Search tips
Search criteria 


Logo of nihpaAbout Author manuscriptsSubmit a manuscriptHHS Public Access; Author Manuscript; Accepted for publication in peer reviewed journal;
Tetrahedron Lett. Author manuscript; available in PMC 2010 June 10.
Published in final edited form as:
Tetrahedron Lett. 2009 June 10; 50(23): 2787–2789.
doi:  10.1016/j.tetlet.2009.03.153
PMCID: PMC2843919

Combined solid/solution phase synthesis of large surface area scaffolds derived from aminomethyl-benzoates


A set of macrocycles was generated by solid phase synthesis of linear trimers of 5-aminoacyl-3-aminomethyl-benzoates followed by resin cleavage and solution phase macrocyclization. These scaffolds can serve as useful building blocks for molecular recognition studies, especially where differentially functionalized molecular platforms spanning large surface areas are required.

Inspired by enzymes, where functional groups in the form of side chain, backbone, and cofactor residues project towards an active site, many have successfully designed artificial receptors orienting recognition elements in a convergent manner to bind small guests.1 More recently, larger biochemical structures such as proteins,2 DNA,3 and carbohydrates4 have increasingly become targets for artificial receptor design. Generally, strategies employed here differ from small molecule recognition in that artificial receptors contain larger numbers of recognition elements placed in a more divergent orientation. For example, in DNA recognition, Dervan’s polyamides5 project multiple H-bonding groups linked together to form a chain-like compound. Multiple pair-wise interactions with nucleotide bases in the minor groove over a long stretch of molecular surface lead to high affinity and specificity in binding. In the case of carbohydrate-protein interactions, many weak interactions between individual components of synthetic polyvalent-glycosides and polyvalent lectins lead to overall high affinity binding.6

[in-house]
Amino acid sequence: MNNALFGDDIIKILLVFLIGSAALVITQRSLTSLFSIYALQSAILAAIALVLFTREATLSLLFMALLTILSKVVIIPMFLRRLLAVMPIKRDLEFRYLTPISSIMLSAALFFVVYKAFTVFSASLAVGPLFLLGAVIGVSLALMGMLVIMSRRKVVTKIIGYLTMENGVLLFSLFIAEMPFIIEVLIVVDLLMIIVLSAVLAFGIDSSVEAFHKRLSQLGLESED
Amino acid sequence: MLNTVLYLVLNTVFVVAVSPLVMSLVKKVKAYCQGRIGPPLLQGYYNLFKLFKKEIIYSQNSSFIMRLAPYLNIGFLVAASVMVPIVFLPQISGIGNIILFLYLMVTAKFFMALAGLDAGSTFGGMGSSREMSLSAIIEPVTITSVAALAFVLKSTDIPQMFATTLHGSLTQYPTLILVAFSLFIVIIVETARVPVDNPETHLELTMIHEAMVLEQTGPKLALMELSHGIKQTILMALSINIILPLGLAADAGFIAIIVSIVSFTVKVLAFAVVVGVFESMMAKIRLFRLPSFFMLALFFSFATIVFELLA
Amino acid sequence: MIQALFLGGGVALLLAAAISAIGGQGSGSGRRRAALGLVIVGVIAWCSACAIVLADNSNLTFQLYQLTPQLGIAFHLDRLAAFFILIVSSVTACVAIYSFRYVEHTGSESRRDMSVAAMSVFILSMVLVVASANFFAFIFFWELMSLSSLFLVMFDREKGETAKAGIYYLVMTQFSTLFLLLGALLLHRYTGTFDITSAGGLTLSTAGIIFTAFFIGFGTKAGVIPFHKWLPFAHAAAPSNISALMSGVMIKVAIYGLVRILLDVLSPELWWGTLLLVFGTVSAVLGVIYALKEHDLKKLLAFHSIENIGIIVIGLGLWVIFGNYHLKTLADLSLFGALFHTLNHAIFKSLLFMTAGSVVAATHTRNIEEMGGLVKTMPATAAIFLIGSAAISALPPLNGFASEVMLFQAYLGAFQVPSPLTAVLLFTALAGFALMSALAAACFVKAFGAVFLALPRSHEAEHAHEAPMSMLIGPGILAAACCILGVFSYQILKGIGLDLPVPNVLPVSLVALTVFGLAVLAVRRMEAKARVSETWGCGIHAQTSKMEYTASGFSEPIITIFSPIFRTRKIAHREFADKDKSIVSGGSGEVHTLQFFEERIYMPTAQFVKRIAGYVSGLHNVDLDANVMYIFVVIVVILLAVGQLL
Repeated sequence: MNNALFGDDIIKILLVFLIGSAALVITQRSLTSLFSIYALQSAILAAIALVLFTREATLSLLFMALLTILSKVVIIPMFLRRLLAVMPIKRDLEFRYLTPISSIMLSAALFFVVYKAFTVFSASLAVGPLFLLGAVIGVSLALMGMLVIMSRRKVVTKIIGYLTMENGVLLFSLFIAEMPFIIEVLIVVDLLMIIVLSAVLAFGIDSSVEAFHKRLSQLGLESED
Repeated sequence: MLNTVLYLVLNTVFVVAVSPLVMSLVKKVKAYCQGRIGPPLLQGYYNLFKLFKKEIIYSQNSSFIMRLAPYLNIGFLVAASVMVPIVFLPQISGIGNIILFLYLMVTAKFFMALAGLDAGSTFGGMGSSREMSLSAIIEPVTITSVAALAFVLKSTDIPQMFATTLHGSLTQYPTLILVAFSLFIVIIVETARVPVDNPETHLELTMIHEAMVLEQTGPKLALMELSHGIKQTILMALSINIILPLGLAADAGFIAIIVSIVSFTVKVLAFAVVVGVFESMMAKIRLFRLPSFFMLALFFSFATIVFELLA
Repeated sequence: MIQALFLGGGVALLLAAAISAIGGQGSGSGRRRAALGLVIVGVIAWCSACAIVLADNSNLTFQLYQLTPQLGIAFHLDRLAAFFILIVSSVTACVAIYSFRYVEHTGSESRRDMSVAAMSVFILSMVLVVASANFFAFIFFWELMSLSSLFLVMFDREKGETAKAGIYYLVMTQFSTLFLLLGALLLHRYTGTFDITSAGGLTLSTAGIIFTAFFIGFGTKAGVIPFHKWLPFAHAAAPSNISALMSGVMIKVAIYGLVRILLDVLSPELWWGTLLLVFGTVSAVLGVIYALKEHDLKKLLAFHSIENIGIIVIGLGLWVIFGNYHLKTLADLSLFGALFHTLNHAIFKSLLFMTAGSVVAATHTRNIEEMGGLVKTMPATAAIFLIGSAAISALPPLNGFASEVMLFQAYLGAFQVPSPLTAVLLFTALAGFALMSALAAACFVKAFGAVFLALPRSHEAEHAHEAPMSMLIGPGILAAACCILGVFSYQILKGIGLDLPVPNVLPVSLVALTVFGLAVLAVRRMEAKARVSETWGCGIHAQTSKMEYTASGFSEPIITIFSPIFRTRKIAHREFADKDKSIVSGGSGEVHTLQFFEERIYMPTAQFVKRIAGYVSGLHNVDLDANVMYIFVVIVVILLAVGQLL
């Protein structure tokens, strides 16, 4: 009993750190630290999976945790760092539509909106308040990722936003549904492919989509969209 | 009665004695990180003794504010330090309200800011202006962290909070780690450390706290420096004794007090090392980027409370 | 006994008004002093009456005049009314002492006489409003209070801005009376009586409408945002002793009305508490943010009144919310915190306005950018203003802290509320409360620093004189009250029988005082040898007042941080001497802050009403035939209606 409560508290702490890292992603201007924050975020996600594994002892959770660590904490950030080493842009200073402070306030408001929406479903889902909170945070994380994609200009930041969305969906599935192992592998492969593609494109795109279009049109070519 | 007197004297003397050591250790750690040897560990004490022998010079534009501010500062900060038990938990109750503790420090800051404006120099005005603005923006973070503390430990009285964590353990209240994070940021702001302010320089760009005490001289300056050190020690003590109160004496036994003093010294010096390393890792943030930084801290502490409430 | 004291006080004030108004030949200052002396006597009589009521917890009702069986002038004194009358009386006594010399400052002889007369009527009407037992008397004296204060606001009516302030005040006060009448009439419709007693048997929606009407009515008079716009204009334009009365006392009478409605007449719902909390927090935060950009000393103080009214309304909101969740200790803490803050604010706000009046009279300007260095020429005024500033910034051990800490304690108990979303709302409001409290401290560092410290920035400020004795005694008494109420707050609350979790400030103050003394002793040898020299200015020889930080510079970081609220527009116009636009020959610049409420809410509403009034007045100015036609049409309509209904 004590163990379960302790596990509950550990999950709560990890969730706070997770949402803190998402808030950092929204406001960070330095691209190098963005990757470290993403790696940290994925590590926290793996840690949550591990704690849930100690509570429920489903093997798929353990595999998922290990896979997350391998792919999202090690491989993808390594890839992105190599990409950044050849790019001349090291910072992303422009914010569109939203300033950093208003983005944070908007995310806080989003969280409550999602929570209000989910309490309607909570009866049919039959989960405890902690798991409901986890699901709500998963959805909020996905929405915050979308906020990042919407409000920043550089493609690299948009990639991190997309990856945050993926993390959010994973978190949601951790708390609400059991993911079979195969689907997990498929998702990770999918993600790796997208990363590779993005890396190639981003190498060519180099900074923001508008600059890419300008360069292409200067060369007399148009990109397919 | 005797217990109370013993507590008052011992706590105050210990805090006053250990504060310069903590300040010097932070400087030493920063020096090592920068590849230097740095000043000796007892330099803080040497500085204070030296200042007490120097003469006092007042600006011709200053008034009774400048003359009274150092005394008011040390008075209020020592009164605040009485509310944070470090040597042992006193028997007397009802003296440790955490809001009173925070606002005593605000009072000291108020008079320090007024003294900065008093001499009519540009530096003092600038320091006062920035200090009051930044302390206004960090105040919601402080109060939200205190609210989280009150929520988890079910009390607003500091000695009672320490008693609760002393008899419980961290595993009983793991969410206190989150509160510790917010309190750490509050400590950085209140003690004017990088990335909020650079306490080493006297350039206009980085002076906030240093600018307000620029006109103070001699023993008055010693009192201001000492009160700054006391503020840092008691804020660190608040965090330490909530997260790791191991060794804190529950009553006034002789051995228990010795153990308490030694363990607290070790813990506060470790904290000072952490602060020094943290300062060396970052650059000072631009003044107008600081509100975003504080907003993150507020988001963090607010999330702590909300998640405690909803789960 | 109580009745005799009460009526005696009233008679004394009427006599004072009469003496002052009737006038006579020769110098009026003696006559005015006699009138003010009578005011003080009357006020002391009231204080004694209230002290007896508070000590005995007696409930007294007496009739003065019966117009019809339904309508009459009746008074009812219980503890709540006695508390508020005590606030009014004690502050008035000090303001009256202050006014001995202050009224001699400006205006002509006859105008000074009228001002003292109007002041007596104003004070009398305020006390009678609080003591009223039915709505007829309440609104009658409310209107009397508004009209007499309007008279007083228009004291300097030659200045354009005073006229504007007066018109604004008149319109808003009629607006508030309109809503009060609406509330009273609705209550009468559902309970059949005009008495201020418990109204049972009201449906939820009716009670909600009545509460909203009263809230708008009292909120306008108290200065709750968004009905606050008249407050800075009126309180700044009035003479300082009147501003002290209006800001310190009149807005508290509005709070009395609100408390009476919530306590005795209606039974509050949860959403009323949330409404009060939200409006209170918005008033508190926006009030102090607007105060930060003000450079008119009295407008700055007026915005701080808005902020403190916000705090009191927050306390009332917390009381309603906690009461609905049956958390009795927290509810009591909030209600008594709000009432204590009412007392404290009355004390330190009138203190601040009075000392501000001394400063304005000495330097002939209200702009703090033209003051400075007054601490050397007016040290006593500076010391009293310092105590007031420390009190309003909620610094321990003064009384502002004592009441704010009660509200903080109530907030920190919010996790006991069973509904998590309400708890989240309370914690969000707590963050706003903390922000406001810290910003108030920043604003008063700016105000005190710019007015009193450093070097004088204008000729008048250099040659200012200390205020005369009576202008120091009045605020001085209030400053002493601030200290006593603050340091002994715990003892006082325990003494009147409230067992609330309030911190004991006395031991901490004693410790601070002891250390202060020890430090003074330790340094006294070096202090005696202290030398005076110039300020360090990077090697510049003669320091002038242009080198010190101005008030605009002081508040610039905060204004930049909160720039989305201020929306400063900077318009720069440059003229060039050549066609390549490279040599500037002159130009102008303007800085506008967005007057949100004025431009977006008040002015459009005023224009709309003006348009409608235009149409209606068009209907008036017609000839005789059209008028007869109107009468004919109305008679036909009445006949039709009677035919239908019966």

Protein and peptide recognition by synthetic receptors require similar design considerations. We, and others have been interested in designing receptors containing multiple charged and hydrophobic,7 histidine binding,8 and hydrophobic side-chain binding9 groups in a divergent manner to interact with protein surfaces with high affinity. Such synthetic agents capable of modulating protein function by targeting the solvent exposed exterior are of great interest as disruptors of protein-protein interactions.

Recently, several such macrocyclic strutures of suitable dimensions and functionalities have been reported.10 Some of these macrocyclic platforms are related to marine natural products and are intersting in terms of conformational rigidity and size.10 In previous work, we have developed antibody mimetics where the hypervariable loops were mimicked by constrained cyclic peptides and the constant region by a calix[4]arene scaffold.11a High affinity receptors for cytochrome c (cyt. c.),11b chymotrypsin,11c and platelet-derived growth factor and vascular endothelial growth factor11d were identified using similar designs. In a further investigation of structure and affinity, a series of tetraphenyl-porphyrin (TPP) based receptors were generated where fluorescence titrations allowed facile measurement and comparison of Kd for a series of related receptors against cyt. c.11b

The majority of these receptor designs were of high symmetry and thereby targeted protein surfaces that were similar in surface topology. In further developing this strategy, we sought differentially functionalized receptors with lower symmetry that might bind protein surfaces containing a more complex arrangement of binding domains. Unfortunately, calix[4]arenes12a,b and TPPs12c do not lend themselves to the facile synthesis of unsymmetrically functionalized receptors. We required conformationally defined macrocycles with dimensions of ~10–20 Å, that could be sequentially functionalized, and potentially bind to protein surfaces or other large molecular surfaces in water. While these derivatives show promise as templates for protein recognition, we were interested in the construction of a molecular scaffold in which the majority of the assembly and diversification steps are carried out on the solid phase and do not employ chiral monomers which are prone to racemization.